What if someone told you that you have the power to change things?
Would you scoff at them and tell them they don’t understand your situation?
Would you tell them that it’s just the way things are right now and hopefully down the line the scale will tip in your favor?
Or, maybe just maybe, would you agree and flip the switch in your mind that’s been in the “off” position for far too long and finally turn it on and make a change?
Well, it’s the latter that struck a chord with me. No, I didn’t pull this idea out of thin air; I heard it from Gary Vee’s (Gary Vaynerchuk) SXSW keynote podcast when he told a guy from Houston who was interested in the marijuana industry to stop complaining about his current state of affairs and DO SOMETHING about it.
He told him to stop crying about it and make a proactive attempt to change things.
It was this simple, profanity-laced piece of advice that really hit home.
You can complain all you want about the negative(s) in your life, the failed pitch, the meeting gone awry, the fact that things aren’t lining up how you imagined.
Or, you can take all of the energy that you’ve put into complaining and the “why me” mentality and instead, use it to change your situation.
Crying over spilled milk isn’t going to magically erase your problems. It’s going to intensify them and frankly, it’s a colossal waste of time.
It’s easier said than done. I am first in line to admit that I commiserate, fixate and stew over my problems for far longer than any sentient being should. I’m my own worst critic. But, as time goes on, I’m realizing that you sometimes have to let go of it because it’s only holding you back from doing what you originally set out to do.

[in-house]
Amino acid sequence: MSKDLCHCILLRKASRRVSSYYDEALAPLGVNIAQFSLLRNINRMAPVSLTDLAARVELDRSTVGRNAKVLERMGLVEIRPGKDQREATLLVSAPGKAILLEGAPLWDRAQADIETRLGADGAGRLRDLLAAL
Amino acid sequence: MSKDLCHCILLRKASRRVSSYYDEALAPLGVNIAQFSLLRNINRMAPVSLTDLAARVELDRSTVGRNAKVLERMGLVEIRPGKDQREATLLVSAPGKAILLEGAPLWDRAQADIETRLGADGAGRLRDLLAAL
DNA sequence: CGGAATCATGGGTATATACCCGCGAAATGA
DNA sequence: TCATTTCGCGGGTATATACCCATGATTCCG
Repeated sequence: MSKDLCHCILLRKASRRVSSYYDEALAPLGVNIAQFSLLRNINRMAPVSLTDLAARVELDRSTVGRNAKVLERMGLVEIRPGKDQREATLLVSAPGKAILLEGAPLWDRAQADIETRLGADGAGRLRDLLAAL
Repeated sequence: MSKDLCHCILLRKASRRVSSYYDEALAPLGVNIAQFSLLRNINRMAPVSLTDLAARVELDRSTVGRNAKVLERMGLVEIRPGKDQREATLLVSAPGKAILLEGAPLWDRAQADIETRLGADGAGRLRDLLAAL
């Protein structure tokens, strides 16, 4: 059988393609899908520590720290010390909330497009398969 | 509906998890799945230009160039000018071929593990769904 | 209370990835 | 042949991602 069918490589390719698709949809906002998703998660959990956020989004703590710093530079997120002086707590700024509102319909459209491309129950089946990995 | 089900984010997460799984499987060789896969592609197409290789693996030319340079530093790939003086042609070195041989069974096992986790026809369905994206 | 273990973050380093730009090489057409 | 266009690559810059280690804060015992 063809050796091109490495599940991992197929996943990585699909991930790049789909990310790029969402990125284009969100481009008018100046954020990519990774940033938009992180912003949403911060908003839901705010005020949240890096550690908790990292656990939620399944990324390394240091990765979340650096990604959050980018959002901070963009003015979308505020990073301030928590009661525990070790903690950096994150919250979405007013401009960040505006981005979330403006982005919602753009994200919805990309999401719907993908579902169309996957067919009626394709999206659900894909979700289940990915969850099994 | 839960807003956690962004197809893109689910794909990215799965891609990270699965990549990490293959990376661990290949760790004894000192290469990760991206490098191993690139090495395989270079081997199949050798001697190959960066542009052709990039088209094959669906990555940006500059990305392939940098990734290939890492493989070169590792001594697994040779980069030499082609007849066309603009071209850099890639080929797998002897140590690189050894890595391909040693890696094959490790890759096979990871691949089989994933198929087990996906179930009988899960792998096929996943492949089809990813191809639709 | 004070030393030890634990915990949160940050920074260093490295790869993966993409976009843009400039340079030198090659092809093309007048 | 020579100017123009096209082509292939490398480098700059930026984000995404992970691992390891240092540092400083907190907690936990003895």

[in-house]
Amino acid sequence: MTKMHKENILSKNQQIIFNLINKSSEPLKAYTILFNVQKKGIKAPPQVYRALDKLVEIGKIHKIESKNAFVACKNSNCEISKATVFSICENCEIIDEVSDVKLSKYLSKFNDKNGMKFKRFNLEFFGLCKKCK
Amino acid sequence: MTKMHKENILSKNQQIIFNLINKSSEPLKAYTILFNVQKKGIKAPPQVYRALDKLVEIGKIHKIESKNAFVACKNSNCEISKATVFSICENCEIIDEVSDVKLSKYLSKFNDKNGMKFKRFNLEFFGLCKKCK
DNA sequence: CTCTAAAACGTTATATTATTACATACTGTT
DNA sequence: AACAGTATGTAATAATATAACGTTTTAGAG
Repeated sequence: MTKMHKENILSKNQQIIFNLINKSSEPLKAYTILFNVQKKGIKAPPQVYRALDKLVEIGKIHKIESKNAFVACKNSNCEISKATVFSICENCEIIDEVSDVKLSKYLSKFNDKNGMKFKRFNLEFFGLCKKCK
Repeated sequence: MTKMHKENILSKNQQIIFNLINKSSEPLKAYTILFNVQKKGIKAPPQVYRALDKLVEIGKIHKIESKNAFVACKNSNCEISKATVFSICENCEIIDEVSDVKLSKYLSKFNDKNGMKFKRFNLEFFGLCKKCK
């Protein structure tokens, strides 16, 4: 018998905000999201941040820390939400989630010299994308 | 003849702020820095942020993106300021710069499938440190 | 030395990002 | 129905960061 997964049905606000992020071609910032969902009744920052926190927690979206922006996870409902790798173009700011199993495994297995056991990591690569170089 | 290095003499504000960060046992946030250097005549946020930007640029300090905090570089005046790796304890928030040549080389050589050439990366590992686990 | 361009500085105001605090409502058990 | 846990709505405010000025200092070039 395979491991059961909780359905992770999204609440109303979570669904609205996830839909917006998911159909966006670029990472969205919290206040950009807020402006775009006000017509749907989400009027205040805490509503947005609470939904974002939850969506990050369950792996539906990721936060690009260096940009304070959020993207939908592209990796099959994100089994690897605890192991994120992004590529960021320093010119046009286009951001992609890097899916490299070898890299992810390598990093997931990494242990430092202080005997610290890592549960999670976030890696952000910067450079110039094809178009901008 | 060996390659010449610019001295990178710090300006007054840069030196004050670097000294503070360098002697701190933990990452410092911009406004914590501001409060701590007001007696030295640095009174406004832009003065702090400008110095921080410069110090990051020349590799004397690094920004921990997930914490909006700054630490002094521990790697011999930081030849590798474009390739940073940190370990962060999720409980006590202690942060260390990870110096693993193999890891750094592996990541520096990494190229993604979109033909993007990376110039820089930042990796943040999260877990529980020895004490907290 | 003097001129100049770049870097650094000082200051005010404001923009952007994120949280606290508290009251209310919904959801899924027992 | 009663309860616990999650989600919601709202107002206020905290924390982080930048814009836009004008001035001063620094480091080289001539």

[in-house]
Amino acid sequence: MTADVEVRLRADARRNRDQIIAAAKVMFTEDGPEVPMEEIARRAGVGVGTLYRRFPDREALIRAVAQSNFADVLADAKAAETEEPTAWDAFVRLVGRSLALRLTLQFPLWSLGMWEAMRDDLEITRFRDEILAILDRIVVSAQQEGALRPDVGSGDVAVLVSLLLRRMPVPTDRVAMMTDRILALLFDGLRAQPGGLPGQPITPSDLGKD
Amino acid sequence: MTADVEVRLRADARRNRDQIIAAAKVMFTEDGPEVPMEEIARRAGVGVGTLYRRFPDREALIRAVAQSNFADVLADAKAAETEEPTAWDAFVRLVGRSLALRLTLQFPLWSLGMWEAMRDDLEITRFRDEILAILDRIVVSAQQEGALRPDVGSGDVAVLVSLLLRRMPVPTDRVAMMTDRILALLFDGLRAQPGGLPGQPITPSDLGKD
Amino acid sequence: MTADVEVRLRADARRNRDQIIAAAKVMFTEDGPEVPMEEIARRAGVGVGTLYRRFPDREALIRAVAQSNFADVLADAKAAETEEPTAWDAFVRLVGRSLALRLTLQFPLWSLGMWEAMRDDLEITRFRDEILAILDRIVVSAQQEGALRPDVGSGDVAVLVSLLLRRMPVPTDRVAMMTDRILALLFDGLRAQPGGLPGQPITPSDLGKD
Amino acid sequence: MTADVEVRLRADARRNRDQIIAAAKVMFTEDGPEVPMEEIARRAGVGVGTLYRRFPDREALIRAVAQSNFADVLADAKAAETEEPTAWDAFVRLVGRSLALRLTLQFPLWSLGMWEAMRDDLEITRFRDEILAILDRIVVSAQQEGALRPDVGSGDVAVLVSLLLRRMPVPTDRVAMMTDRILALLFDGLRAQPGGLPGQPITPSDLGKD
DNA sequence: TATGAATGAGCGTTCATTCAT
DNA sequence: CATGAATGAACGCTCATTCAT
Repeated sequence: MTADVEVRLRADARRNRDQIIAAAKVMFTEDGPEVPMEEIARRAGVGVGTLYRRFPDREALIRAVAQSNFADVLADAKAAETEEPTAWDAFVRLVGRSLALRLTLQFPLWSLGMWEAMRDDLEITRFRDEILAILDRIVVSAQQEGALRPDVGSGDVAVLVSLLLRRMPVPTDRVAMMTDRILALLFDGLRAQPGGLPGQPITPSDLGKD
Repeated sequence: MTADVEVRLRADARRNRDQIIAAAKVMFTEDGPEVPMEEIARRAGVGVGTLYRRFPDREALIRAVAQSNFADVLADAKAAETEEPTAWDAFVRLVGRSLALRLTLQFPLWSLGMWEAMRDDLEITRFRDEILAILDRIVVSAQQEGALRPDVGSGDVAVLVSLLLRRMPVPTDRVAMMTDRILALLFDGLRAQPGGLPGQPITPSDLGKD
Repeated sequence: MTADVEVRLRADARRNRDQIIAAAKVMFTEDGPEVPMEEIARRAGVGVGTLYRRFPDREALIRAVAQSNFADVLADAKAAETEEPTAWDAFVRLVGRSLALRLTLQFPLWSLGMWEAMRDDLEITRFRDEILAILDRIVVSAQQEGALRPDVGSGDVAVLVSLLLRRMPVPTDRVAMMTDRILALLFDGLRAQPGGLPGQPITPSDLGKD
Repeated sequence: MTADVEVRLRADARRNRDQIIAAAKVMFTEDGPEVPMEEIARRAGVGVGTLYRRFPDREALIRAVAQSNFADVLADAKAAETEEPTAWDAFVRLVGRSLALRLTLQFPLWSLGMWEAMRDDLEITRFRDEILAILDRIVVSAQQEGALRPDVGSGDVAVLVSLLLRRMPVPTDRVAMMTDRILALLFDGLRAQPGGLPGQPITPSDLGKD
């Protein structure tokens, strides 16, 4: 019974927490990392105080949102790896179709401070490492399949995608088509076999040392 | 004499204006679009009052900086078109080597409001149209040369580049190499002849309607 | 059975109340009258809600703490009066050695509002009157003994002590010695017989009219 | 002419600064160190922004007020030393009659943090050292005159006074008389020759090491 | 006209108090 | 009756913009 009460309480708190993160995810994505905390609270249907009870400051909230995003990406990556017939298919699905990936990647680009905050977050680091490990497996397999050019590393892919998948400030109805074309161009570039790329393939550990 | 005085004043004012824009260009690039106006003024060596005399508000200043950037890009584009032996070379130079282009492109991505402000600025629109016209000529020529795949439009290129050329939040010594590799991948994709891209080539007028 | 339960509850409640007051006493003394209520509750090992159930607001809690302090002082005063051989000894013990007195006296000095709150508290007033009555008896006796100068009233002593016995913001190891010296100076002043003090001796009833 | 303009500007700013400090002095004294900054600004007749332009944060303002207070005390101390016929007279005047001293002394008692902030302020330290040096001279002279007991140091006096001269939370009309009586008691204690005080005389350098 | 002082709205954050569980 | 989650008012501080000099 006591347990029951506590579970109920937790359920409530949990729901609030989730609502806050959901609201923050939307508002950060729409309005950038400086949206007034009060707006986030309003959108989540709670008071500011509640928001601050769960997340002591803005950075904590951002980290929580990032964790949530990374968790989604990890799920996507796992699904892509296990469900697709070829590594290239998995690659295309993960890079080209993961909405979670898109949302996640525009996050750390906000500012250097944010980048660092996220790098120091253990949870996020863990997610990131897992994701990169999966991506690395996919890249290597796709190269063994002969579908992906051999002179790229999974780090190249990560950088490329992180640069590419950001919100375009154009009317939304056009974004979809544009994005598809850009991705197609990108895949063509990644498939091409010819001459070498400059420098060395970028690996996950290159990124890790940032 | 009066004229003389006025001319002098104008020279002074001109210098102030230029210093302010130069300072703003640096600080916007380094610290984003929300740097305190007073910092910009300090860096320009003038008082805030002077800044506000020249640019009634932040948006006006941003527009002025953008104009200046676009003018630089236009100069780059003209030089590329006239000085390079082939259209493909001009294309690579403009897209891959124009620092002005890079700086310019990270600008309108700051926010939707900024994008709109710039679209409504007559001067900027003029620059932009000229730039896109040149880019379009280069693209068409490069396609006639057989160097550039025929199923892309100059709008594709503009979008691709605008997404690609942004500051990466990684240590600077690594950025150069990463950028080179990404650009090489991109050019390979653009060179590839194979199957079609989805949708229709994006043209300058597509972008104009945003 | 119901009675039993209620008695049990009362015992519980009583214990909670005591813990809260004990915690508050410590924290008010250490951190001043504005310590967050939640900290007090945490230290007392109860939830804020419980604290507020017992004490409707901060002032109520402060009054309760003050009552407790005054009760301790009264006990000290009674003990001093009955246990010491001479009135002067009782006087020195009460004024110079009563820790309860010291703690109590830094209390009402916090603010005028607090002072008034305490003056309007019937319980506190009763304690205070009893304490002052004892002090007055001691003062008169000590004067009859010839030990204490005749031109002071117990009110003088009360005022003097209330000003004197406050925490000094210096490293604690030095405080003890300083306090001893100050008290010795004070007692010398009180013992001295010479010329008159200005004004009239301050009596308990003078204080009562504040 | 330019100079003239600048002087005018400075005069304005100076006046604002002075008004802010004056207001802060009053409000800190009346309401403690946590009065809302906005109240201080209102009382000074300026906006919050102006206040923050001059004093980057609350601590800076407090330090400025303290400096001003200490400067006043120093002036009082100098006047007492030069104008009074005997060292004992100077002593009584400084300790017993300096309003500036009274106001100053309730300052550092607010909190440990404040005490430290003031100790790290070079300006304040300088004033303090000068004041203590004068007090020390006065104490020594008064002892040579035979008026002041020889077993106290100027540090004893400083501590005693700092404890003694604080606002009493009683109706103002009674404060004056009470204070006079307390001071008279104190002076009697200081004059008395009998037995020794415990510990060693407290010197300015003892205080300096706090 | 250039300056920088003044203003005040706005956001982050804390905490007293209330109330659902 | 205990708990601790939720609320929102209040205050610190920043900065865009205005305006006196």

Now, I’ve recently gotten into Gary Vee’s content, I just bought his book “#AskGaryVee” and I’ve been watching his YouTube videos and listening to his podcasts. All great stuff – He’s no nonsense, straight shooter that just tells it how it is and believes in what he’s saying.
He’ll be the first to tell you that you can watch and read anything that you want to get motivated but it’s all for not if it actually doesn’t get you to physically do something that’ll push you one step closer to your goal.
I took what he said to heart and rather than think about a post I could write about his content I actually put into words my thoughts and ideas (the post you’re reading now).
That said, I thought that the next idea fit perfectly into this whole schpeal which is that we need to, “Learn to love losing.”
It’s human nature to compete and try to be the best and earn the top spot. But, being the washed up athlete that I am, it’s this competitor mentality that’s taught me a lot in life and I thought this quote fit perfectly.
When you lose a game, the next day you’re watching film and analyzing the mistakes. Pinpointing what went wrong, what strategy went awry. When you win, you get a pat on the back and either a day off or a light practice the next day.
Where’s the chance to learn in the latter? Sure winning is awesome. Who doesn’t love the feeling of being at the top and looking back at all of your accomplishments? I know I surely do.
But in this example, the ones that learned the most were the ones who lost. Through their failure, they’ve exposed their flawed game plan, they investigated what worked and what didn’t and are taking that knowledge with them for the future so that the next time they get that chance, they knock it out of park, slam dunk it, score a touchdown (insert whatever sports analogy floats your boat). The point is and I think the point that Gary Vee was trying to make is that you have to learn to love losing because through failure and setbacks you can expose issues and reevaluate your head space to see if your heart is really in it for the long haul.
If you’re still reading, thank you and I hope that my ideas have you that “a-ha” moment you’ve been searching for. If not, check out his content – it most certainly will get you fired up.